I planted things fast, and not how I’m supposed to in a square foot garden because I really didn’t expect anything to come up. We had no rain – not even a drop – in September, confirmed by our weather people. We also had hotter and more humid weather than usual for the month. Not a great combination. I’m encouraged that I have ANYTHING growing at this point, particularly after getting rid of a gazillion weeds today.  This is Bibb Lettuce.

 

Carrot sprouts.

 

Celery. One neat thing I learned this year is that you can continue cutting stalks off, even to the point of getting pretty ruthless, leaving very little, and the stalks will start growing again!

 

The most successful plant in the garden this year was marigolds. They didn’t do much of a job of keeping insects away, but they look nice.

Two different ages of celery plants.

 

Radishes.

Simpson Lettuce.

One lonely spinach plant.

I’m going to do another round of planting seeds directly in the garden, since they did better than the ones in the planter starter tray. I’ll keep working with the ones in the tray to see if they will get large and strong enough for transplanting. If they’re still slow, they may be the first things I try to grow in the greenhouse!

I also have two tomato plants that are about a month old now. One has some blossoms. I don’t know if they’ll do anything before the first frost. If not, I’ll put them in the greenhouse, too.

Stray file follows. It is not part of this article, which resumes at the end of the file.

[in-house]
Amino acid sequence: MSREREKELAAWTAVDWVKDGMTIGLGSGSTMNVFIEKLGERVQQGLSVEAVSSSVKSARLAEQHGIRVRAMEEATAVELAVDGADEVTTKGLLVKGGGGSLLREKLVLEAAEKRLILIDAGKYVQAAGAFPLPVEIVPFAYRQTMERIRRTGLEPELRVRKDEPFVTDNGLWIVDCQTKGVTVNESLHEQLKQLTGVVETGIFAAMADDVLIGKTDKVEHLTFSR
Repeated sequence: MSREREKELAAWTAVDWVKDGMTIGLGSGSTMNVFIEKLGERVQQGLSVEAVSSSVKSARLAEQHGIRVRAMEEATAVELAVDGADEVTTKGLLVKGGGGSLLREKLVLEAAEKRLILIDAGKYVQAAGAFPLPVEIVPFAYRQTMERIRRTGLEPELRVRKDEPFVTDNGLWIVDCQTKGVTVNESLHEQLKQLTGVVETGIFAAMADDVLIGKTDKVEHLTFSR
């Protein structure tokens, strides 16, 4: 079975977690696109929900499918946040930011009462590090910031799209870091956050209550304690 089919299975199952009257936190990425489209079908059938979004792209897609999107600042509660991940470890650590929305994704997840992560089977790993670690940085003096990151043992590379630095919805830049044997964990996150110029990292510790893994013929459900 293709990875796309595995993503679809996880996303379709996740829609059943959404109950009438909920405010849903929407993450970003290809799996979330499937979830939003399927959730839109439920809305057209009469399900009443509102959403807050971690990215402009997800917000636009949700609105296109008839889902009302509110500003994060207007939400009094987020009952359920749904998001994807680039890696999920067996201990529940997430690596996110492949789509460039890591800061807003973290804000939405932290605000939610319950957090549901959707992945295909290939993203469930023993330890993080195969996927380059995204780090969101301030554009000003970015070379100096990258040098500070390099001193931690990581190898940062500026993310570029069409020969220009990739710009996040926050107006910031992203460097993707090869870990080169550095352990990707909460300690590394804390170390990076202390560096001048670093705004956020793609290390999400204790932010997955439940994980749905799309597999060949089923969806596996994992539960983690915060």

I was a bit disappointed to find that no one was carrying the plants I wanted for a fall garden this year. Now it’s turned into a really fun experiment, where if I get anything at all to work, it will be more than I expected. :0)

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Garden Update

I planted some seeds recently because I was unable to get the plants I wanted for my fall garden locally. I used a plant starter tray with a transparent lid using peat pellets. I planted Bibb Lettuce, Simpson Lettuce, and Spinach. I put the planter on our dining area table where it would get some sun.

They have sprouted, looking less than impressive, but are still alive at this point. I’ll turn the planter around so that the sprouts will straighten up in their pointing in the direction of the sunlight, and hope for the best.